The holy place - Or sanctuary, τα ἁγιᾳ, signifies heaven, into which Jesus entered with his own blood, as the high priest entered into the holy of holies with the blood of the victims which he had sacrificed.
Eternal redemption - Αιωνιαν λυτρωσιν· A redemption price which should stand good for ever, when once offered; and an endless redemption from sin, in reference to the pardon of which, and reconciliation to God, there needs no other sacrifice: it is eternal in its merit and efficacy.
All is terror and confusion. The priest is about to slay the victim; but the knife drops from his nerveless hand, and the lamb escapes. Type has met antitype in the death of God's Son. The great sacrifice has been made. The way into the holiest is laid open. A new and living way is prepared for all. No longer need sinful, sorrowing humanity await the coming of the high priest. Henceforth the Saviour was to officiate as priest and advocate in the heaven of heavens. It was as if a living voice had spoken to the worshipers: There is now an end to all sacrifices and offerings for sin. The Son of God is come according to His word, “Lo, I come (in the volume of the Book it is written of Me,) to do Thy will, O God.” “By His own blood” He entereth “in once into the holy place, having obtained eternal redemption for us.” Hebrews 10:7; 9:12. DA 757.1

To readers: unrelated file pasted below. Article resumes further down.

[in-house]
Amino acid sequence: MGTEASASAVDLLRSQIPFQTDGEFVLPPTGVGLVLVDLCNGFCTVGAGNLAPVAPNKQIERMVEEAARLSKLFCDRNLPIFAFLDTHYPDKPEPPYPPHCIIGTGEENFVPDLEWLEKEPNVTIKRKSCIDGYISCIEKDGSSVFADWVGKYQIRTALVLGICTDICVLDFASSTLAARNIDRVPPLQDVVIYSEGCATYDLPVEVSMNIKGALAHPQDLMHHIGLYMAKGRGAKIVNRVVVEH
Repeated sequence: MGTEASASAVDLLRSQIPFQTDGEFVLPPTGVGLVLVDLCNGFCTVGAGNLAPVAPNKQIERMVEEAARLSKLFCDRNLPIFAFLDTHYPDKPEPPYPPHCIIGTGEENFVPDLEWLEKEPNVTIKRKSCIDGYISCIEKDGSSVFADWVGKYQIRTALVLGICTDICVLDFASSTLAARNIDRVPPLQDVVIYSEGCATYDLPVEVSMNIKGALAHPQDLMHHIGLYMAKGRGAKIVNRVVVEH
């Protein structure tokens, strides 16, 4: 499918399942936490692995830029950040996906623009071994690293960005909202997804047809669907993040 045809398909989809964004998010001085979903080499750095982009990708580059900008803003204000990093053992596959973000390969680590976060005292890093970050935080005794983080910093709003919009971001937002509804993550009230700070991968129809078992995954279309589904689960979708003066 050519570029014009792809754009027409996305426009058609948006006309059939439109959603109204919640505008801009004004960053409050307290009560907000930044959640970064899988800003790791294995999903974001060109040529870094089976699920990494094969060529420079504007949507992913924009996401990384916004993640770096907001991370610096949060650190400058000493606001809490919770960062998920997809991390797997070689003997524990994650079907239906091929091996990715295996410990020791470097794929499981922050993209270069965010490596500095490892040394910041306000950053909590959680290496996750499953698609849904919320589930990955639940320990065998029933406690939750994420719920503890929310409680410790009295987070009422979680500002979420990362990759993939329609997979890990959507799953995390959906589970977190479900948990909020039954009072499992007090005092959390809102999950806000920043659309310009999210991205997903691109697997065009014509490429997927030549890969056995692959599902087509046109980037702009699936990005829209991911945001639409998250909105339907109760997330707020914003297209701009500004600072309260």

Christ did not yield up His life till He had accomplished the work which He came to do, and with His parting breath He exclaimed, “It is finished.” John 19:30. The battle had been won. His right hand and His holy arm had gotten Him the victory. As a Conqueror He planted His banner on the eternal heights. Was there not joy among the angels? All heaven triumphed in the Saviour's victory. Satan was defeated, and knew that his kingdom was lost. DA 758.1Read in context »
Thither the faith of Christ's disciples followed Him as He ascended from their sight. Here their hopes centered, “which hope we have,” said Paul, “as an anchor of the soul, both sure and steadfast, and which entereth into that within the veil; whither the forerunner is for us entered, even Jesus, made an high priest forever.” “Neither by the blood of goats and calves, but by His own blood He entered in once into the holy place, having obtained eternal redemption for us.” Hebrews 6:19, 20; 9:12. GC 421.1
For eighteen centuries this work of ministration continued in the first apartment of the sanctuary. The blood of Christ, pleaded in behalf of penitent believers, secured their pardon and acceptance with the Father, yet their sins still remained upon the books of record. As in the typical service there was a work of atonement at the close of the year, so before Christ's work for the redemption of men is completed there is a work of atonement for the removal of sin from the sanctuary. This is the service which began when the 2300 days ended. At that time, as foretold by Daniel the prophet, our High Priest entered the most holy, to perform the last division of His solemn work—to cleanse the sanctuary. GC 421.2